The end result was an unprecedented collection of valuable future assets.
There were two smaller trades that impacted the list of protected players, (Mirco Mueller from SJ to NJ and Tyler Graovac from MIN to WSH allowed for the Devils and Capitals to have more options) but Seravalli is correct in identifying the Drouin-Sergachev swap as the only one that might have had major implications on the expansion draft. Seeing as how McPhee opted to select Jason Garrison from the Lightning in exchange for future assets, there’s a chance that even that deal didn’t throw a wrench in Vegas’ prior plans.
As a result of trading frenzy that never was, things have already begun happening ahead of the Entry Draft. The Oilers already ran Jordan Eberle out of town, as Peter Chiarelli managed to get fleeced by Garth Snow for the third time in less than three years by swapping Eberle for Ryan Strome. The Islanders are doing everything they can to appease John Tavares and get him to stay in Brooklyn, so scooping up a talented winger to ride shotgun with him is a good start.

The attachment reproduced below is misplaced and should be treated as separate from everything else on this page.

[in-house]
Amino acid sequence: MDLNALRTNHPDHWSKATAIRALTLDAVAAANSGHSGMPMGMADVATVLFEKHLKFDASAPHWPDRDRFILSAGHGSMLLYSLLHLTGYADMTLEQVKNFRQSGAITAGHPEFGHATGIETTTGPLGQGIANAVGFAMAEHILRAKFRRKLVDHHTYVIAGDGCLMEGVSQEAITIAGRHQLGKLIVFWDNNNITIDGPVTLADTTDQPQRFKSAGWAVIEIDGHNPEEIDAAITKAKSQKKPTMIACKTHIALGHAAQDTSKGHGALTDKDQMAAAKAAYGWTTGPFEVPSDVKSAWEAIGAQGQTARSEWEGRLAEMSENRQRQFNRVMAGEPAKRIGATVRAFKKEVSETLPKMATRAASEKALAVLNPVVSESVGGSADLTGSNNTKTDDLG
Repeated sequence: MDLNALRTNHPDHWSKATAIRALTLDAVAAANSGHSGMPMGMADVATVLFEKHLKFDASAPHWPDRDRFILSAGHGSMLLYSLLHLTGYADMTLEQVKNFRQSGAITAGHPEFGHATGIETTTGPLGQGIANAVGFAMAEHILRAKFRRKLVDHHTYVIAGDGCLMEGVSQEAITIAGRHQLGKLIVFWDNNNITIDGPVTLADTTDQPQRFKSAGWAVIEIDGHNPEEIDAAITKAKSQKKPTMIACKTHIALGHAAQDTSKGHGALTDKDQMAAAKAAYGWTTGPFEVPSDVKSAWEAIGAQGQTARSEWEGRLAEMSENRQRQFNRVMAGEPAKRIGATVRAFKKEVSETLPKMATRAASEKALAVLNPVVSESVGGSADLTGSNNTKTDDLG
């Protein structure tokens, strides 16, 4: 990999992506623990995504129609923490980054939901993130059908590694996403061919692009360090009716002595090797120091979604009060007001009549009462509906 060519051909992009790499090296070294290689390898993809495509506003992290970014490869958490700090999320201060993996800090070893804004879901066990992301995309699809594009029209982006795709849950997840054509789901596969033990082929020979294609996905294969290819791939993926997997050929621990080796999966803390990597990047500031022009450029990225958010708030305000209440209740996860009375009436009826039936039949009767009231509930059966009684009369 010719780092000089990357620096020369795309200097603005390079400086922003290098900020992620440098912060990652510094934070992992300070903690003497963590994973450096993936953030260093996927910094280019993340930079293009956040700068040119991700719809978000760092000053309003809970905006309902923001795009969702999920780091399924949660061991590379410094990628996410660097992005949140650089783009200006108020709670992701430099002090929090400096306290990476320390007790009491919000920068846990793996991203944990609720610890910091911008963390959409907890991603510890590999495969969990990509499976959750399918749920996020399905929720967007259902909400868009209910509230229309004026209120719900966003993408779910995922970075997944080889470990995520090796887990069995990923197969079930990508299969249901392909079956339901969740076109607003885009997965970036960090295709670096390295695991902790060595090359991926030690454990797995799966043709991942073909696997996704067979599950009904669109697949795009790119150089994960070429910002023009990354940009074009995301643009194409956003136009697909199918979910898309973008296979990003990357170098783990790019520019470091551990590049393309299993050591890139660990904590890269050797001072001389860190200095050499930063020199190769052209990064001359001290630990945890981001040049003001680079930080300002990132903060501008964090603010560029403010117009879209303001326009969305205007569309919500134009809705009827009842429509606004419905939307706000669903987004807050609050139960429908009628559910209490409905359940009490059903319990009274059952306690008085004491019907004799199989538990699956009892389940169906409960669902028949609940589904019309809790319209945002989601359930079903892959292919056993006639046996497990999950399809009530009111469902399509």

Vegas has already begun flipping some of their draftees as well, as Trevor Van Riemsdyk and David Schlemko have been shipped off to Carolina and Montreal respectively for draft picks. The Golden Knights still have a bevy of defenseman to dangle as trade bait, as the team still have eleven of the thirteen they selected Wednesday night, plus Shea Theodore. Seeing some of their name brand defenseman like Marc Methot, Alexei Emelin, and Luca Sbisa on the move to some poor mark before July 1st wouldn’t come as a shock.
Amid talk VGK trying to trade Marc Methot, he has 10-team No Trade list and sense seems to be he'd rather stay in Vegas than alter his list.— Bob McKenzie (@TSNBobMcKenzie) June 22, 2017